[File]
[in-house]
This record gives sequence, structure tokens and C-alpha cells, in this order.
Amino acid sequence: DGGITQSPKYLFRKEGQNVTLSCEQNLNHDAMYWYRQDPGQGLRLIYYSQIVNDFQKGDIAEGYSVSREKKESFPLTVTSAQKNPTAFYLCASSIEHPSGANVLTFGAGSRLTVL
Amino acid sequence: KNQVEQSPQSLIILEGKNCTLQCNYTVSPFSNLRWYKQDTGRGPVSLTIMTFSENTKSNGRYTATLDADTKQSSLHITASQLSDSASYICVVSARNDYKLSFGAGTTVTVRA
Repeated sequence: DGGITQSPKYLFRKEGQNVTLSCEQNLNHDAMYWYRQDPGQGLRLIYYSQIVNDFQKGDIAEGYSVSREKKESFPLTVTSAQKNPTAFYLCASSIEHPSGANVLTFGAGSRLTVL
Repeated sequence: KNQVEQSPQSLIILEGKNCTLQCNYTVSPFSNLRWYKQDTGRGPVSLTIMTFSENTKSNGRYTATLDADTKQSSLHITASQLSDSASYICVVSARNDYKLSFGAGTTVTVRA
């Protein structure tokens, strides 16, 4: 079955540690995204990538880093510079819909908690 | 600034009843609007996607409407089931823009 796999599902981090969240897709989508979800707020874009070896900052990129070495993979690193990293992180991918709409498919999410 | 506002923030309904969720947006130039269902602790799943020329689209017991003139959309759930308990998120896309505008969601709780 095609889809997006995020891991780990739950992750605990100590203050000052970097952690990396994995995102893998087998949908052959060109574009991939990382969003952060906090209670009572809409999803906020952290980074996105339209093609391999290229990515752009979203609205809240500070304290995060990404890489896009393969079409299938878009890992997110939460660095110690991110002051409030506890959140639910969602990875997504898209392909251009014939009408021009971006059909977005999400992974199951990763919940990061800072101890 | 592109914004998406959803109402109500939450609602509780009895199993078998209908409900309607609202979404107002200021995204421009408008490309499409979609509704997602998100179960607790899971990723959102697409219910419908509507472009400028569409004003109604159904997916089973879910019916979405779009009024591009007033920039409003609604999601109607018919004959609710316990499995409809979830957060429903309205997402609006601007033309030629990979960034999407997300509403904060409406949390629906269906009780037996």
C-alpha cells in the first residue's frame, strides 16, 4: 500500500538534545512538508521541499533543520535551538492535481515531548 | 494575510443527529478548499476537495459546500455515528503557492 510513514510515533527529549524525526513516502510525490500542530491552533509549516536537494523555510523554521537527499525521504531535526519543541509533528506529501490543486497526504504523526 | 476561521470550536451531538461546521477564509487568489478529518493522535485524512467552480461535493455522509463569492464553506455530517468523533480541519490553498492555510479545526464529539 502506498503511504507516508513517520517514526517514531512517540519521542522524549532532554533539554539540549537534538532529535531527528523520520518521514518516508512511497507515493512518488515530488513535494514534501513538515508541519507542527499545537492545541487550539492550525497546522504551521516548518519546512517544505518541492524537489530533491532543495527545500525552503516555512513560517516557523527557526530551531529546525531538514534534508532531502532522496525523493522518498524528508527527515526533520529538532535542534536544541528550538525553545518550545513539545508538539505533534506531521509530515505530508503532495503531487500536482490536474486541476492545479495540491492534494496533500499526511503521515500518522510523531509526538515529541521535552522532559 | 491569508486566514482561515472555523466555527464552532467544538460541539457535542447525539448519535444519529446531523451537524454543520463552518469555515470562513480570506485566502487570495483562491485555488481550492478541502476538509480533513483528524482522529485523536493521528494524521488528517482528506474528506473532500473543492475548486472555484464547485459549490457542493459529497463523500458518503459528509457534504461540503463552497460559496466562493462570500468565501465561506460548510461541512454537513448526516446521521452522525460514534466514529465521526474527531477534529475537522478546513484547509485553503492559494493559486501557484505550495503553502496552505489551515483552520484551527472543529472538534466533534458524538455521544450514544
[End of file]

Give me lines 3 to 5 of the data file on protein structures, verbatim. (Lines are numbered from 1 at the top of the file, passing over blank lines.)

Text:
Amino acid sequence: DGGITQSPKYLFRKEGQNVTLSCEQNLNHDAMYWYRQDPGQGLRLIYYSQIVNDFQKGDIAEGYSVSREKKESFPLTVTSAQKNPTAFYLCASSIEHPSGANVLTFGAGSRLTVL
Amino acid sequence: KNQVEQSPQSLIILEGKNCTLQCNYTVSPFSNLRWYKQDTGRGPVSLTIMTFSENTKSNGRYTATLDADTKQSSLHITASQLSDSASYICVVSARNDYKLSFGAGTTVTVRA
Repeated sequence: DGGITQSPKYLFRKEGQNVTLSCEQNLNHDAMYWYRQDPGQGLRLIYYSQIVNDFQKGDIAEGYSVSREKKESFPLTVTSAQKNPTAFYLCASSIEHPSGANVLTFGAGSRLTVL